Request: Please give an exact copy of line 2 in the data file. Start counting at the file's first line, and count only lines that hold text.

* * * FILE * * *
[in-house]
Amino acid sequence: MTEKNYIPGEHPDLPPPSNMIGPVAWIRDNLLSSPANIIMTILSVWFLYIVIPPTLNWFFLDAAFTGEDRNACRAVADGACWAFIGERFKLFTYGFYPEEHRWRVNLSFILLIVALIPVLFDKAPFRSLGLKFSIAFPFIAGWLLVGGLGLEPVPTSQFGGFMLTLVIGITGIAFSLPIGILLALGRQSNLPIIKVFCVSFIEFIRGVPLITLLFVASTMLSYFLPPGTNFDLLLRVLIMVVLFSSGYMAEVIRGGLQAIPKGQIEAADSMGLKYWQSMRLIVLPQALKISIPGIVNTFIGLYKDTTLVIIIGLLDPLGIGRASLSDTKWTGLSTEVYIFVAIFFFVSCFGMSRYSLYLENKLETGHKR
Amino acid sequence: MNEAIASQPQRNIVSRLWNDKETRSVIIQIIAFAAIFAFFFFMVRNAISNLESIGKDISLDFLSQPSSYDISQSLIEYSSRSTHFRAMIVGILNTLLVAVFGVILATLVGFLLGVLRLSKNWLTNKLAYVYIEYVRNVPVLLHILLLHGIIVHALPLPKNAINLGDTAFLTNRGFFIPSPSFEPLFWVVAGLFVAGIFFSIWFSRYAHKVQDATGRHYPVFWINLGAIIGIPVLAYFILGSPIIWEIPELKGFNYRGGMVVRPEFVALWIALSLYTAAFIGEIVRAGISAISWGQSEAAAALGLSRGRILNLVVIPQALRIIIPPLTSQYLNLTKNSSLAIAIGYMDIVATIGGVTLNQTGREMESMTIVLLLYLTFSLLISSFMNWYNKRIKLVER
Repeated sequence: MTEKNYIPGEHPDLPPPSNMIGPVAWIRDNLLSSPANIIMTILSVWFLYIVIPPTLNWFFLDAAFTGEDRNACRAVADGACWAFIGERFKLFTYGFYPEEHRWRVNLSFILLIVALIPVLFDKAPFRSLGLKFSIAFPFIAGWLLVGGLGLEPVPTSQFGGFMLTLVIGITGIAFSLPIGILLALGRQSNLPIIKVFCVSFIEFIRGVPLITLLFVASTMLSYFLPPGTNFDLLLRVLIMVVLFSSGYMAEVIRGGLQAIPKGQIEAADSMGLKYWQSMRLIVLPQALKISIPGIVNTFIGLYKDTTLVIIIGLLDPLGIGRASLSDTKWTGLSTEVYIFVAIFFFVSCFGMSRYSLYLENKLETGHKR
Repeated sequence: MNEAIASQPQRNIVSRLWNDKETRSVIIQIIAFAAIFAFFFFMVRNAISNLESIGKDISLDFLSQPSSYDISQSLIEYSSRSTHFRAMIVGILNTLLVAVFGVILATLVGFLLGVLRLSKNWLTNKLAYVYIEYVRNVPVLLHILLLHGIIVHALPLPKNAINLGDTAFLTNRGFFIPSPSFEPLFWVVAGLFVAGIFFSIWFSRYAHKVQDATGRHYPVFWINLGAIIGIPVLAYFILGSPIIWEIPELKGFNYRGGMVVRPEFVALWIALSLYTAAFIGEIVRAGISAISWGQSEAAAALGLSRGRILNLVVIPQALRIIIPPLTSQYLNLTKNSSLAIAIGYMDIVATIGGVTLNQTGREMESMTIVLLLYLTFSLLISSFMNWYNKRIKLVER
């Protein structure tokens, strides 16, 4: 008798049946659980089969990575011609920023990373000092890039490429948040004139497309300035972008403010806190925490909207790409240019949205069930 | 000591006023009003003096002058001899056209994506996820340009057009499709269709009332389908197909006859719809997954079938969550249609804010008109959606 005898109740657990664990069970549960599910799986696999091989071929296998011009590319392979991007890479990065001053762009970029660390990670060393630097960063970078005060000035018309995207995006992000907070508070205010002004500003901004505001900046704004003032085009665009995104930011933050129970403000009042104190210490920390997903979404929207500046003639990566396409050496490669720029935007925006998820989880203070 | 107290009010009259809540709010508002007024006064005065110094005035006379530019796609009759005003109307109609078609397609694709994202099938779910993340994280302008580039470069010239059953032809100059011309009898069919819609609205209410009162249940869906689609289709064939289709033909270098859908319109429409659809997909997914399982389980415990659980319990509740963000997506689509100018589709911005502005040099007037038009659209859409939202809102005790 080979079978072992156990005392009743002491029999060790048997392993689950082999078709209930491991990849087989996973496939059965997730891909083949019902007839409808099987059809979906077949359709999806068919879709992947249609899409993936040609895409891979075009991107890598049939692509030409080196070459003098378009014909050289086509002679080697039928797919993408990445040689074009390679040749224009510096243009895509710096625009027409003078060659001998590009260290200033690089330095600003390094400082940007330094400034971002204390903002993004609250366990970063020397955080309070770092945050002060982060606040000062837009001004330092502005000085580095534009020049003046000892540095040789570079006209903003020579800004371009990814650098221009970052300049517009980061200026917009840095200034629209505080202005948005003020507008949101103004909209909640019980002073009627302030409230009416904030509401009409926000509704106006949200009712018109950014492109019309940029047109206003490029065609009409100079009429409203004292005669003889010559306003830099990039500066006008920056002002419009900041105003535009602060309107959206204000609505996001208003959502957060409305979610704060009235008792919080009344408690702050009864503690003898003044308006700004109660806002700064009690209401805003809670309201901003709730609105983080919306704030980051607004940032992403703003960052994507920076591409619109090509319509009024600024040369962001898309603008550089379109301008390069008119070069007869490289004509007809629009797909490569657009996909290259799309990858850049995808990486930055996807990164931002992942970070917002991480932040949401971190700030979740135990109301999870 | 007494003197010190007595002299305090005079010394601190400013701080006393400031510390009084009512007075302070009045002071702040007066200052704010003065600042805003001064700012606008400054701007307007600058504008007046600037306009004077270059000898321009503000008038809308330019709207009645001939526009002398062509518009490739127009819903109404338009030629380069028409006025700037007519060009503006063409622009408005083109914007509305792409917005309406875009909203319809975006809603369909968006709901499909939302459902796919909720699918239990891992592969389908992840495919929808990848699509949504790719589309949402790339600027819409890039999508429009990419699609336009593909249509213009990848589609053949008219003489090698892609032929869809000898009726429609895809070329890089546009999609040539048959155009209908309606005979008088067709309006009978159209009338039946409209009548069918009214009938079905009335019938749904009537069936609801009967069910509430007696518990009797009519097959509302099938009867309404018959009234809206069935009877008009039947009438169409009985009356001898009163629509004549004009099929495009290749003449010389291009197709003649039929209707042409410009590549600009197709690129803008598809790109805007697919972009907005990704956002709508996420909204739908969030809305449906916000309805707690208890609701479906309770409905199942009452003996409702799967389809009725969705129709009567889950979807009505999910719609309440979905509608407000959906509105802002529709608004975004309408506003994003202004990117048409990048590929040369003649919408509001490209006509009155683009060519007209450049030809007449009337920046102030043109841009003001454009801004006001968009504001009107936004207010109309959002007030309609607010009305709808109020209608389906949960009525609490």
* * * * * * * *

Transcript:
Amino acid sequence: MTEKNYIPGEHPDLPPPSNMIGPVAWIRDNLLSSPANIIMTILSVWFLYIVIPPTLNWFFLDAAFTGEDRNACRAVADGACWAFIGERFKLFTYGFYPEEHRWRVNLSFILLIVALIPVLFDKAPFRSLGLKFSIAFPFIAGWLLVGGLGLEPVPTSQFGGFMLTLVIGITGIAFSLPIGILLALGRQSNLPIIKVFCVSFIEFIRGVPLITLLFVASTMLSYFLPPGTNFDLLLRVLIMVVLFSSGYMAEVIRGGLQAIPKGQIEAADSMGLKYWQSMRLIVLPQALKISIPGIVNTFIGLYKDTTLVIIIGLLDPLGIGRASLSDTKWTGLSTEVYIFVAIFFFVSCFGMSRYSLYLENKLETGHKR